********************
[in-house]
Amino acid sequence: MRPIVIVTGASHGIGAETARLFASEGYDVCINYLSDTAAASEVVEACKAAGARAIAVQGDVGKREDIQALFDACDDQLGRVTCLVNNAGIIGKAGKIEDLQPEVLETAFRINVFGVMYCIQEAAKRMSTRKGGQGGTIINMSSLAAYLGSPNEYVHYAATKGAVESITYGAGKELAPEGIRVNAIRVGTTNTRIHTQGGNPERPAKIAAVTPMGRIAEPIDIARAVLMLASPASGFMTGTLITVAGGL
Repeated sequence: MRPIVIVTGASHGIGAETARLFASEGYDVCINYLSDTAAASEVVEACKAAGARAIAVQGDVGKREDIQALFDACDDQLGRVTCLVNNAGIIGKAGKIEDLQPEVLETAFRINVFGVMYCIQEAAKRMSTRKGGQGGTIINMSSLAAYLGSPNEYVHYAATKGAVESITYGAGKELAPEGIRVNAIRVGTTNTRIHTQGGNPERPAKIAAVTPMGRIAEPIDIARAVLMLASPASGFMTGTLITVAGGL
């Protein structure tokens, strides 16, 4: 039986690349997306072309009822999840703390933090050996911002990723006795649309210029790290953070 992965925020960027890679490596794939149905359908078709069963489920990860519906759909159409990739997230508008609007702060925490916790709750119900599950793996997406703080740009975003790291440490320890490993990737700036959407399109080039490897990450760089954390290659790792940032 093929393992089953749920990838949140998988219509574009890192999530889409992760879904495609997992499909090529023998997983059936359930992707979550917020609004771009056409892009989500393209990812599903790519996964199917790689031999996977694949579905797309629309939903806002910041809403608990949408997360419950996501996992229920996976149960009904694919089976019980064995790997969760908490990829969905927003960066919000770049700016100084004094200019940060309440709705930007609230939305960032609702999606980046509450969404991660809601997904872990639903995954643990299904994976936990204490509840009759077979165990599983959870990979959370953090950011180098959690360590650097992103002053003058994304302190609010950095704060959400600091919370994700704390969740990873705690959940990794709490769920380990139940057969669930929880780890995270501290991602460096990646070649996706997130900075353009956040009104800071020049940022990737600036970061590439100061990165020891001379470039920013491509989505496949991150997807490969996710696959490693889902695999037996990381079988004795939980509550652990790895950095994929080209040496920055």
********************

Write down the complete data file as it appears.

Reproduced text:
[in-house]
Amino acid sequence: MRPIVIVTGASHGIGAETARLFASEGYDVCINYLSDTAAASEVVEACKAAGARAIAVQGDVGKREDIQALFDACDDQLGRVTCLVNNAGIIGKAGKIEDLQPEVLETAFRINVFGVMYCIQEAAKRMSTRKGGQGGTIINMSSLAAYLGSPNEYVHYAATKGAVESITYGAGKELAPEGIRVNAIRVGTTNTRIHTQGGNPERPAKIAAVTPMGRIAEPIDIARAVLMLASPASGFMTGTLITVAGGL
Repeated sequence: MRPIVIVTGASHGIGAETARLFASEGYDVCINYLSDTAAASEVVEACKAAGARAIAVQGDVGKREDIQALFDACDDQLGRVTCLVNNAGIIGKAGKIEDLQPEVLETAFRINVFGVMYCIQEAAKRMSTRKGGQGGTIINMSSLAAYLGSPNEYVHYAATKGAVESITYGAGKELAPEGIRVNAIRVGTTNTRIHTQGGNPERPAKIAAVTPMGRIAEPIDIARAVLMLASPASGFMTGTLITVAGGL
């Protein structure tokens, strides 16, 4: 039986690349997306072309009822999840703390933090050996911002990723006795649309210029790290953070 992965925020960027890679490596794939149905359908078709069963489920990860519906759909159409990739997230508008609007702060925490916790709750119900599950793996997406703080740009975003790291440490320890490993990737700036959407399109080039490897990450760089954390290659790792940032 093929393992089953749920990838949140998988219509574009890192999530889409992760879904495609997992499909090529023998997983059936359930992707979550917020609004771009056409892009989500393209990812599903790519996964199917790689031999996977694949579905797309629309939903806002910041809403608990949408997360419950996501996992229920996976149960009904694919089976019980064995790997969760908490990829969905927003960066919000770049700016100084004094200019940060309440709705930007609230939305960032609702999606980046509450969404991660809601997904872990639903995954643990299904994976936990204490509840009759077979165990599983959870990979959370953090950011180098959690360590650097992103002053003058994304302190609010950095704060959400600091919370994700704390969740990873705690959940990794709490769920380990139940057969669930929880780890995270501290991602460096990646070649996706997130900075353009956040009104800071020049940022990737600036970061590439100061990165020891001379470039920013491509989505496949991150997807490969996710696959490693889902695999037996990381079988004795939980509550652990790895950095994929080209040496920055």